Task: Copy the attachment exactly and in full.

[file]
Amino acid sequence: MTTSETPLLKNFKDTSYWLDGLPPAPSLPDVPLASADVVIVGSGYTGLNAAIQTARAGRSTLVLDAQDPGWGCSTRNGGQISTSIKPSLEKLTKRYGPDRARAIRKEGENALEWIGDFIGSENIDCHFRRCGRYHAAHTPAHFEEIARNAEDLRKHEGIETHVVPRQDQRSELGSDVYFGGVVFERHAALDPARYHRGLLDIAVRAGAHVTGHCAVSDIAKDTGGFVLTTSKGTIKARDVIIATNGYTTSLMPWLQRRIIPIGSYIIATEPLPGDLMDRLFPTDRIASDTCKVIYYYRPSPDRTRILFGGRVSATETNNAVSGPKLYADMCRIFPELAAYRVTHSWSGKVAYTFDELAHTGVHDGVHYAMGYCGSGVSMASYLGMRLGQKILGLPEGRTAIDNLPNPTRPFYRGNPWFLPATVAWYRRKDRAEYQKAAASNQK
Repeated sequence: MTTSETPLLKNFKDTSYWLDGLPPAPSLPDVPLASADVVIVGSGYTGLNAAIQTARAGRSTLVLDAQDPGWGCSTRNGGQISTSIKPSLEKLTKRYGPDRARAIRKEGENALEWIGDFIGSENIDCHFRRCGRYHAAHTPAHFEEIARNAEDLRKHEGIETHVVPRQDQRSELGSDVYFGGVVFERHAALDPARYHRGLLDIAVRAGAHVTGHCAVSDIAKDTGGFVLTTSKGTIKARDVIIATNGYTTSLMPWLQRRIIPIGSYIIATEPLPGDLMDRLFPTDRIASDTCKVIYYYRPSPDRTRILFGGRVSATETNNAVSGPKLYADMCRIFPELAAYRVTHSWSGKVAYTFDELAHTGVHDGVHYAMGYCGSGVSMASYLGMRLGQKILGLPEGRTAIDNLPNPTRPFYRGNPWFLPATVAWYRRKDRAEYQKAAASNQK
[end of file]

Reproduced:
Amino acid sequence: MTTSETPLLKNFKDTSYWLDGLPPAPSLPDVPLASADVVIVGSGYTGLNAAIQTARAGRSTLVLDAQDPGWGCSTRNGGQISTSIKPSLEKLTKRYGPDRARAIRKEGENALEWIGDFIGSENIDCHFRRCGRYHAAHTPAHFEEIARNAEDLRKHEGIETHVVPRQDQRSELGSDVYFGGVVFERHAALDPARYHRGLLDIAVRAGAHVTGHCAVSDIAKDTGGFVLTTSKGTIKARDVIIATNGYTTSLMPWLQRRIIPIGSYIIATEPLPGDLMDRLFPTDRIASDTCKVIYYYRPSPDRTRILFGGRVSATETNNAVSGPKLYADMCRIFPELAAYRVTHSWSGKVAYTFDELAHTGVHDGVHYAMGYCGSGVSMASYLGMRLGQKILGLPEGRTAIDNLPNPTRPFYRGNPWFLPATVAWYRRKDRAEYQKAAASNQK
Repeated sequence: MTTSETPLLKNFKDTSYWLDGLPPAPSLPDVPLASADVVIVGSGYTGLNAAIQTARAGRSTLVLDAQDPGWGCSTRNGGQISTSIKPSLEKLTKRYGPDRARAIRKEGENALEWIGDFIGSENIDCHFRRCGRYHAAHTPAHFEEIARNAEDLRKHEGIETHVVPRQDQRSELGSDVYFGGVVFERHAALDPARYHRGLLDIAVRAGAHVTGHCAVSDIAKDTGGFVLTTSKGTIKARDVIIATNGYTTSLMPWLQRRIIPIGSYIIATEPLPGDLMDRLFPTDRIASDTCKVIYYYRPSPDRTRILFGGRVSATETNNAVSGPKLYADMCRIFPELAAYRVTHSWSGKVAYTFDELAHTGVHDGVHYAMGYCGSGVSMASYLGMRLGQKILGLPEGRTAIDNLPNPTRPFYRGNPWFLPATVAWYRRKDRAEYQKAAASNQK